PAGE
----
Inclusions & Blemishes

Diamond Inclusions: Etch Channel | Rare Carat

Diamond etch channel shown on GIA certificate

Etch channel as represented on GIA report

Welcome to our fabulous series on diamond inclusions! Here you will find buckets of info on all manner of weird and strange sounding things like bearded girdles, bruises, clouds, and crystals. This particular post focuses on inclusions called ‘etch channels’ and if you haven't already I suggest that you click here to get started. Done? Great. Let’s move on.

What is a Diamond Etch Channel?

Let’s be honest folks, an etch channel sounds like it should be a cable TV channel devoted to people playing with Etch a Sketch (I would watch that). It’s actually a funky sounding inclusion found in diamonds. Although it’s a naturally occurring, it can look very much like a laser drill hole, and can sometimes be mistaken for one (and vice versa).

This particular natural inclusion looks like a tiny tunnel burrowing into the diamond from the surface, kinda like a worm eating its way into a piece of fruit, but not nearly as gross. These types of inclusions are formed when the diamond is being pushed up through the earth’s crust to the surface. During its exit, high-temperature hydrothermal fluid pushed into the diamond, causing dissolution.

Round diamond against a gray background with a red circle and arrow pointing to zigzag diamond "etch channels"

So should you buy a diamond with such a small, innocent looking inclusion? It’s totally up to you, but we think it’s better to avoid them. The problem is that they can cause headaches down the road, but it depends on the amount and where they are located. If there’s a lot or near the girdle, steer clear. If there only 1 or 2 in the pavilion it gets a thumb’s up.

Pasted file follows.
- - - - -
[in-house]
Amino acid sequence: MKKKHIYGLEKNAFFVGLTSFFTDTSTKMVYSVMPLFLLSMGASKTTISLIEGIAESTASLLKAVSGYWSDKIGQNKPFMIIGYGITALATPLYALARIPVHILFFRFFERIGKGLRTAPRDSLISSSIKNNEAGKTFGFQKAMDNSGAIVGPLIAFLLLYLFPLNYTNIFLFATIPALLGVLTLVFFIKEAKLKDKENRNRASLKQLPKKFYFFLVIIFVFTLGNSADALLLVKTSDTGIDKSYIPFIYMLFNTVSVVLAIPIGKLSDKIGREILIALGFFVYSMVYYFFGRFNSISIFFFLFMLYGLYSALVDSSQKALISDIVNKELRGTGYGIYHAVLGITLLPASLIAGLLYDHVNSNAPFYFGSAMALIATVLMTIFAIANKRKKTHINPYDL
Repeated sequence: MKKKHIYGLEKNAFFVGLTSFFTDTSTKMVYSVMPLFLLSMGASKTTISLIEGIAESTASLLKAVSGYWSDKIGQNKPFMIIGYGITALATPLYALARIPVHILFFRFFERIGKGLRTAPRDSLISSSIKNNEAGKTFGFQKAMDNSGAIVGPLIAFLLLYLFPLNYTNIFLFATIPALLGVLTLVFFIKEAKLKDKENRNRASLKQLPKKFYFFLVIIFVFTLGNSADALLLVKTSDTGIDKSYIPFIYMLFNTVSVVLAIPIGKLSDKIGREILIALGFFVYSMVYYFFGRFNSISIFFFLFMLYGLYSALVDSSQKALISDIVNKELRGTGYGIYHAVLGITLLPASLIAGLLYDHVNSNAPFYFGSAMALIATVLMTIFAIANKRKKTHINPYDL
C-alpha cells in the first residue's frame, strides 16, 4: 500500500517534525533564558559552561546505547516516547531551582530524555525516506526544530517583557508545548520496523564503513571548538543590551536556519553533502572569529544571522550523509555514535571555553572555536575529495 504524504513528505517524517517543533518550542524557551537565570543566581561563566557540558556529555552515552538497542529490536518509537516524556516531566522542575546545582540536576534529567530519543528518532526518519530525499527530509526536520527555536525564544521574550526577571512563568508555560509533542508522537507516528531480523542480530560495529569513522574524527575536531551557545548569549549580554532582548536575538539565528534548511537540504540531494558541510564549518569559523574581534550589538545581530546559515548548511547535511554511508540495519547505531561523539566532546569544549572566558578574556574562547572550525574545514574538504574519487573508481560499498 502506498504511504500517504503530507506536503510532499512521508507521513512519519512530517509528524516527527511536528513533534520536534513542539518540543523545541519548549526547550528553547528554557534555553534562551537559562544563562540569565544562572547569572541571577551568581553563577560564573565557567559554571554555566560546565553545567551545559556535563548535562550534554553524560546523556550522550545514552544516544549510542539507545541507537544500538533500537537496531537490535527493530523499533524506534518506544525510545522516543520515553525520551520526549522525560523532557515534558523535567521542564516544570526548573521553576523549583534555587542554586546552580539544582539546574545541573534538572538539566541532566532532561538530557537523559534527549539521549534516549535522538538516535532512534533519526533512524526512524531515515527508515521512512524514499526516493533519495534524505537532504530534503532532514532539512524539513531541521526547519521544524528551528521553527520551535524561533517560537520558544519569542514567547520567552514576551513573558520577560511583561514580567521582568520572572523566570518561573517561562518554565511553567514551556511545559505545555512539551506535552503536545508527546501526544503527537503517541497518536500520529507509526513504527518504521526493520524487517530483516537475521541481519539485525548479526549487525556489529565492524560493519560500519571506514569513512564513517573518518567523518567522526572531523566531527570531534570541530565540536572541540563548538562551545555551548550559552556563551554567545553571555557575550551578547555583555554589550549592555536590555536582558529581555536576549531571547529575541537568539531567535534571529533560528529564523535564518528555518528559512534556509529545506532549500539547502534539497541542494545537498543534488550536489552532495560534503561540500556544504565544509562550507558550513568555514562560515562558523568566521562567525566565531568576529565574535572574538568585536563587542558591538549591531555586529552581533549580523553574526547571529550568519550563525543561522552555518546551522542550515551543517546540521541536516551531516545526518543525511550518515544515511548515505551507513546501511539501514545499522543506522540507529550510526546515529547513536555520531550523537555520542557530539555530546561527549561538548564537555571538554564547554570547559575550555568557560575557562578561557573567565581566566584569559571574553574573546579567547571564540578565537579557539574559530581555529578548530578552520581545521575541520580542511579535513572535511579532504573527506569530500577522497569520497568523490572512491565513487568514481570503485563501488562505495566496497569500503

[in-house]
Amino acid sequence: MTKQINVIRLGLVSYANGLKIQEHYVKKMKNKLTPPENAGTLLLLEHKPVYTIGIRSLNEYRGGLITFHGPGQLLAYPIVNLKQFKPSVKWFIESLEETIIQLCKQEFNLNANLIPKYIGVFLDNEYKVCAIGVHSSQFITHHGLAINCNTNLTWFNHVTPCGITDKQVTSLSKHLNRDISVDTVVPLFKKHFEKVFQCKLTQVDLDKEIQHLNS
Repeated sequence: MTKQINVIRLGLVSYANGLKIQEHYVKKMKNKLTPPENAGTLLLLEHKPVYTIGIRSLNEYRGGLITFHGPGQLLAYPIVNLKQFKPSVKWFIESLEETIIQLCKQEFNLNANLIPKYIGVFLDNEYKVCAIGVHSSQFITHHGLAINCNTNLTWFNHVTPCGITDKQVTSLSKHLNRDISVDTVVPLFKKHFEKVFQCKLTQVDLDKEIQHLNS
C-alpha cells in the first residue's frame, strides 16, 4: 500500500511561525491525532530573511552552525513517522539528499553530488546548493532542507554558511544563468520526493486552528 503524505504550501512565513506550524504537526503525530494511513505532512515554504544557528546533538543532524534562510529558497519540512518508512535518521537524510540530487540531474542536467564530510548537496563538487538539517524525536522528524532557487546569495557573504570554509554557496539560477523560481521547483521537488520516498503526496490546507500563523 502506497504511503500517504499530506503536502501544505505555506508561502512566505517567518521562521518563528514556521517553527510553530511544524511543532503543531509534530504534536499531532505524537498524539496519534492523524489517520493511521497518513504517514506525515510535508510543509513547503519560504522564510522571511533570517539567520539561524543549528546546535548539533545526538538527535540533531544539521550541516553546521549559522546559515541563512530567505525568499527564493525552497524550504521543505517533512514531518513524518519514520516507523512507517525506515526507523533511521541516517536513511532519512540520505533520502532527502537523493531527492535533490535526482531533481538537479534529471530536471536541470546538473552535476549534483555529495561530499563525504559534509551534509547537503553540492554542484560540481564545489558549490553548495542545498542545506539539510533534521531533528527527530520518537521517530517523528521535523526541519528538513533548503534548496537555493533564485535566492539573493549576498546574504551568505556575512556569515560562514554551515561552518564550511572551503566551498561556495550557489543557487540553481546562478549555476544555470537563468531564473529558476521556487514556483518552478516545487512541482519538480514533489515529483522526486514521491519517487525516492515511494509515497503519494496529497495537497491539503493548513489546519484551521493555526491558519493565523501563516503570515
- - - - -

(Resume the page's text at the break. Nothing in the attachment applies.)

Before you go, I want to impart one final pearl of wisdom about these little babies. Because they can look so similar to laser drill holes (you can read all about them later in the series), it is important for you to wrap your eyes around that diamond grading certificate for specific information. In particular you want to be looking out for anything in the ‘comments’ section that suggests any man-made inclusions or explicitly mentions ‘internal laser drilling’. Laser drill diamonds are worth less on average than natural, untreated stones (even ones with etched channels), so you don’t want to get bamboozled here guys and girls. Bamboozlement is not ideal.

Dr. Rian Mulcahy
Dr. Rian Mulcahy
Rian is officially a Diamond PhD - just ping us if you’d like to read her fascinating 200-page thesis, titled Facets of Value: An Investigation into the Formation of Worth in the Diamond Market. She has consulted various firms all along the pipeline, from the rough diamond market to the recycled diamond industry. She holds an MA in Globalisation and Development from University College Cork and a PhD in the Sociology of Diamond Valuation from the London School of Economics.